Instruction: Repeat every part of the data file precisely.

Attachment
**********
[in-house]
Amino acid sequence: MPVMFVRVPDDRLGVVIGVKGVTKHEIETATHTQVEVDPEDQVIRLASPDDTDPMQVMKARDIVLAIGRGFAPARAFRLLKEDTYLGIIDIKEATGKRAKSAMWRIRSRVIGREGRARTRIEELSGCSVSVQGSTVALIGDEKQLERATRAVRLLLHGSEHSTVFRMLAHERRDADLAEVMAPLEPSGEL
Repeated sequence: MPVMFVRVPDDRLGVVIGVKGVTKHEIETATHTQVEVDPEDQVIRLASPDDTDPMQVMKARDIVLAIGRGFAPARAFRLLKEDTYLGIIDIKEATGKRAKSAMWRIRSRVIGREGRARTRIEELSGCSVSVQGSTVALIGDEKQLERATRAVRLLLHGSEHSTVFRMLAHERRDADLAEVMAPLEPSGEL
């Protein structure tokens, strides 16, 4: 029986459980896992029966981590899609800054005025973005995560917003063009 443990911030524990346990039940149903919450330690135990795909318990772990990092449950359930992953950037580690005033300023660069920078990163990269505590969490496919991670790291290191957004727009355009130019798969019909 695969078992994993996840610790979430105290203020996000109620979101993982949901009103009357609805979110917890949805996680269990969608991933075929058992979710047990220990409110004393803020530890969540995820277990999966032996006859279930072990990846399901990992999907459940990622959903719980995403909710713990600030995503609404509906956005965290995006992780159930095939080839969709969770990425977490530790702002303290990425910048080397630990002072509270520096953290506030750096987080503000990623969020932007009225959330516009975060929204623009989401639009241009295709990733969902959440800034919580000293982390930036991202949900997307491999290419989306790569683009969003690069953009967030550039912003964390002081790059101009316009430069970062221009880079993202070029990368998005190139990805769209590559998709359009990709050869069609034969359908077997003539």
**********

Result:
[in-house]
Amino acid sequence: MPVMFVRVPDDRLGVVIGVKGVTKHEIETATHTQVEVDPEDQVIRLASPDDTDPMQVMKARDIVLAIGRGFAPARAFRLLKEDTYLGIIDIKEATGKRAKSAMWRIRSRVIGREGRARTRIEELSGCSVSVQGSTVALIGDEKQLERATRAVRLLLHGSEHSTVFRMLAHERRDADLAEVMAPLEPSGEL
Repeated sequence: MPVMFVRVPDDRLGVVIGVKGVTKHEIETATHTQVEVDPEDQVIRLASPDDTDPMQVMKARDIVLAIGRGFAPARAFRLLKEDTYLGIIDIKEATGKRAKSAMWRIRSRVIGREGRARTRIEELSGCSVSVQGSTVALIGDEKQLERATRAVRLLLHGSEHSTVFRMLAHERRDADLAEVMAPLEPSGEL
């Protein structure tokens, strides 16, 4: 029986459980896992029966981590899609800054005025973005995560917003063009 443990911030524990346990039940149903919450330690135990795909318990772990990092449950359930992953950037580690005033300023660069920078990163990269505590969490496919991670790291290191957004727009355009130019798969019909 695969078992994993996840610790979430105290203020996000109620979101993982949901009103009357609805979110917890949805996680269990969608991933075929058992979710047990220990409110004393803020530890969540995820277990999966032996006859279930072990990846399901990992999907459940990622959903719980995403909710713990600030995503609404509906956005965290995006992780159930095939080839969709969770990425977490530790702002303290990425910048080397630990002072509270520096953290506030750096987080503000990623969020932007009225959330516009975060929204623009989401639009241009295709990733969902959440800034919580000293982390930036991202949900997307491999290419989306790569683009969003690069953009967030550039912003964390002081790059101009316009430069970062221009880079993202070029990368998005190139990805769209590559998709359009990709050869069609034969359908077997003539």